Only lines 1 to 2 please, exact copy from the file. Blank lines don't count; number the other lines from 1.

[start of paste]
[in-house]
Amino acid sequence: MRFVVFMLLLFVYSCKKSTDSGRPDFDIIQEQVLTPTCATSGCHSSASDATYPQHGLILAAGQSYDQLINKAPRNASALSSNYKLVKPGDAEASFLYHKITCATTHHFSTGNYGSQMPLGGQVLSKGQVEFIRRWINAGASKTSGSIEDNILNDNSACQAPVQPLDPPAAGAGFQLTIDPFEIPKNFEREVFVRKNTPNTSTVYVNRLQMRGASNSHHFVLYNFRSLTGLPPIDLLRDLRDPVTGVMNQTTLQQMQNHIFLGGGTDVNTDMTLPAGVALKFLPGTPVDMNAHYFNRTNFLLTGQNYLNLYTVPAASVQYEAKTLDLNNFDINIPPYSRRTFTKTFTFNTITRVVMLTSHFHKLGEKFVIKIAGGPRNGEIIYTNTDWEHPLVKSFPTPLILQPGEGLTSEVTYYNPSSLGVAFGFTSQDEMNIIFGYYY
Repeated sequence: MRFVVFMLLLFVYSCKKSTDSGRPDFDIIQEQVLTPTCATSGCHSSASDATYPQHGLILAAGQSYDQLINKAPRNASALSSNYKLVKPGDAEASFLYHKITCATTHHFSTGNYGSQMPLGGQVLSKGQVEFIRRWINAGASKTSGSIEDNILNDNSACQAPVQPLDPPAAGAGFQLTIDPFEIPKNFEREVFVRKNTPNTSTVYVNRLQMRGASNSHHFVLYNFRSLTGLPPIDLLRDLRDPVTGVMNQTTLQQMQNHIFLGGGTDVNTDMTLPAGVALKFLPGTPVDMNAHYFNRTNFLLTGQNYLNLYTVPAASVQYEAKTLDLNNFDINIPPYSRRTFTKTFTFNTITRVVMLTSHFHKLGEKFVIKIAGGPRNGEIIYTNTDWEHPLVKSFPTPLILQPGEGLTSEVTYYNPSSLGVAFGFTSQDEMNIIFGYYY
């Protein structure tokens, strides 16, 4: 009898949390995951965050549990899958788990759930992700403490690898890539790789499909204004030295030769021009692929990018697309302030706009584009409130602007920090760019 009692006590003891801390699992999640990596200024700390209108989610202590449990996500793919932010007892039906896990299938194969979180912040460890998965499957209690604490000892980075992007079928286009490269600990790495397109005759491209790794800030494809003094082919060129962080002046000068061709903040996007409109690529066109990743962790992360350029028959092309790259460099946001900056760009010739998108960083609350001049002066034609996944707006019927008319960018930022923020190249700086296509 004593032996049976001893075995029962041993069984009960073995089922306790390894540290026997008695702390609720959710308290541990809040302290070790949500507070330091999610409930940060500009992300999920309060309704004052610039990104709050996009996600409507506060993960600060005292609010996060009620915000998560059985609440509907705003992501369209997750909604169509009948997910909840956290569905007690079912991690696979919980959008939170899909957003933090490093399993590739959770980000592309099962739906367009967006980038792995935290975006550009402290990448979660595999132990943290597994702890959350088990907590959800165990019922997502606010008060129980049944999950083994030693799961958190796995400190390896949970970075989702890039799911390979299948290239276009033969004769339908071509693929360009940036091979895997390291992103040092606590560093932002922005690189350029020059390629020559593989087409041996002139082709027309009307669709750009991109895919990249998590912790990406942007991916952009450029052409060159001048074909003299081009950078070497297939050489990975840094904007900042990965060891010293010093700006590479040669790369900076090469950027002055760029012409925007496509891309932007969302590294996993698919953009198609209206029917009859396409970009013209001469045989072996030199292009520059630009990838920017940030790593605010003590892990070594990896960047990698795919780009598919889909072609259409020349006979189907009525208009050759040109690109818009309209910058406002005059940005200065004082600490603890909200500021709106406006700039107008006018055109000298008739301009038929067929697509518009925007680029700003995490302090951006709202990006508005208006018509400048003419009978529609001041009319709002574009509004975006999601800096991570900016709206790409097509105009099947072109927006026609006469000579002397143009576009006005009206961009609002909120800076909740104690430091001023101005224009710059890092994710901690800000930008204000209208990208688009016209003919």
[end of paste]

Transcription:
[in-house]
Amino acid sequence: MRFVVFMLLLFVYSCKKSTDSGRPDFDIIQEQVLTPTCATSGCHSSASDATYPQHGLILAAGQSYDQLINKAPRNASALSSNYKLVKPGDAEASFLYHKITCATTHHFSTGNYGSQMPLGGQVLSKGQVEFIRRWINAGASKTSGSIEDNILNDNSACQAPVQPLDPPAAGAGFQLTIDPFEIPKNFEREVFVRKNTPNTSTVYVNRLQMRGASNSHHFVLYNFRSLTGLPPIDLLRDLRDPVTGVMNQTTLQQMQNHIFLGGGTDVNTDMTLPAGVALKFLPGTPVDMNAHYFNRTNFLLTGQNYLNLYTVPAASVQYEAKTLDLNNFDINIPPYSRRTFTKTFTFNTITRVVMLTSHFHKLGEKFVIKIAGGPRNGEIIYTNTDWEHPLVKSFPTPLILQPGEGLTSEVTYYNPSSLGVAFGFTSQDEMNIIFGYYY